The rainy season has come once again and for many communities in the Philippines, this means getting ready for strong typhoons. This also means evacuation, damaged crops, and floods. June to September has always been the months where typhoons visit the country most but with changing weather patterns, typhoon season has extended to November and December. Haiyan happened in November, Hagupit in December.Read more
Last year, then commissioner of the Climate Change Commission Nederev “Yeb” Saño went on a 1,000km walk from Manila, kilometer zero, to Tacloban, ground zero. It was called the Climate Walk: A People’s Walk for Climate Justice. The goal was to make local governments commit to better disaster risk reduction and climate change adaptation and at the same time, make an impact in the international talks by showing global leaders the things that people in the Philippines go through with climate change impacts. The walk lasted for 40 days, with the team arriving in Tacloban on November 8, the same date typhoon Yolanda hit the city the previous year.
Yesterday, a thunderstorm hit the city of Metro Manila and after just a few hours of rain, parts of the city became flooded. The typhoon season has once again begun and the question is, are we prepared for the next few months where we will be facing the onslaught of 15 or more typhoons? Have local governments prepared for another possible Yolanda or Ruby? Are our farmers ready for their harvest? Do we have enough supply of food for when harvests are destroyed?Read more
While negotiations in Bonn, Germany have re-started at a slow pace, there is growing momentum for pushing a long-term goal of reducing global emissions, which will then salvage the UN climate talks in Paris.
Currently 127 countries support having a long-term goal of limiting global warming to within two degrees. However, there is an ongoing debate on how ambitious this goal is, and what year it will be achieved.Read more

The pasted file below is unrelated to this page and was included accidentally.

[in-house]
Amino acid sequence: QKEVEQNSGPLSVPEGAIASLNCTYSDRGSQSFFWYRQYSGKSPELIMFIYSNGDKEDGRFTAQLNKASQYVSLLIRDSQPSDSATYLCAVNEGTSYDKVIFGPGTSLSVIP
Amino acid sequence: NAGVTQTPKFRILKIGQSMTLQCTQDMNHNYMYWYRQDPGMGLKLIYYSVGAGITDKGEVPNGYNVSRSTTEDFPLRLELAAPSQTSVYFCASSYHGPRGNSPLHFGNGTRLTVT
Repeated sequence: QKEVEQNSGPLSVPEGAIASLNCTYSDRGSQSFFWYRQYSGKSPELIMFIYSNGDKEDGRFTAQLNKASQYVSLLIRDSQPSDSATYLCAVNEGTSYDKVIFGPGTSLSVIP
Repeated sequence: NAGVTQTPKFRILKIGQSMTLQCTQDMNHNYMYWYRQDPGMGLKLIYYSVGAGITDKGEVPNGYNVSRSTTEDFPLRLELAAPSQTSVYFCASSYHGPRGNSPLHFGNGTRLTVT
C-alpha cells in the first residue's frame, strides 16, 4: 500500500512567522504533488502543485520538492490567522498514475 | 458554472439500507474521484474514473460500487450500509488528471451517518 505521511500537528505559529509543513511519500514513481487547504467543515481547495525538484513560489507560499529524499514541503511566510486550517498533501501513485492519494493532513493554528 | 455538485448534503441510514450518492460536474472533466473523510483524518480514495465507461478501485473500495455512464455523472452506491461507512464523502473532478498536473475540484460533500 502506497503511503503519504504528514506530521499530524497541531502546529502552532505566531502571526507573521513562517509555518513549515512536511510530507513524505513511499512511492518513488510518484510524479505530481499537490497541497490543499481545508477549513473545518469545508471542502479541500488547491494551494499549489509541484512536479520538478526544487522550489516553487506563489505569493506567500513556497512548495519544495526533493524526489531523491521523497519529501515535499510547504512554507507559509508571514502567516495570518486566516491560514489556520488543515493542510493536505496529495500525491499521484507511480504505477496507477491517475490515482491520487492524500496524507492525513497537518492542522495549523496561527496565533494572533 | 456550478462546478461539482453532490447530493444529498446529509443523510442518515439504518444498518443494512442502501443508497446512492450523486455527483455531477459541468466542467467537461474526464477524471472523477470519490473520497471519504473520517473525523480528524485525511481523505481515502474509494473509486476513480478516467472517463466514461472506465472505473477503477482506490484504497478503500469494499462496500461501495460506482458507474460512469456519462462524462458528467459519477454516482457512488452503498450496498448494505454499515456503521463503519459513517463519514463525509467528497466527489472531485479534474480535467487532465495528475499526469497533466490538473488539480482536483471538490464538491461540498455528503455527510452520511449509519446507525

It's a fact that Filipinos love rice. We eat it 3 times a day and for many of us, one cup simply isn’t enough.
According to the Philippine Rice Research Institute (PhilRice), the average Filipino consumes 3 cups of rice per meal, which means 9 cups of rice a day.
However, for an agricultural country, the Philippines has had to import rice to feed its people. In fact, in 2010, the Philippines was the biggest importer of rice in the world. The production of rice simply cannot keep up with the demand.Read more
You know there's something with the world when governments spend more on fossil fuel than on health. Fossil fuels have also contributed to human-induced climate change. But according to the IMF, fossil fuels are still subsidised $10M per minute. They spend more to destroy the planet and that's...annoying.
Watch this spoken word video written, performed, and edited by Miko Aguilar and get the word out to governments to stop subsiding fossil fuels.Read more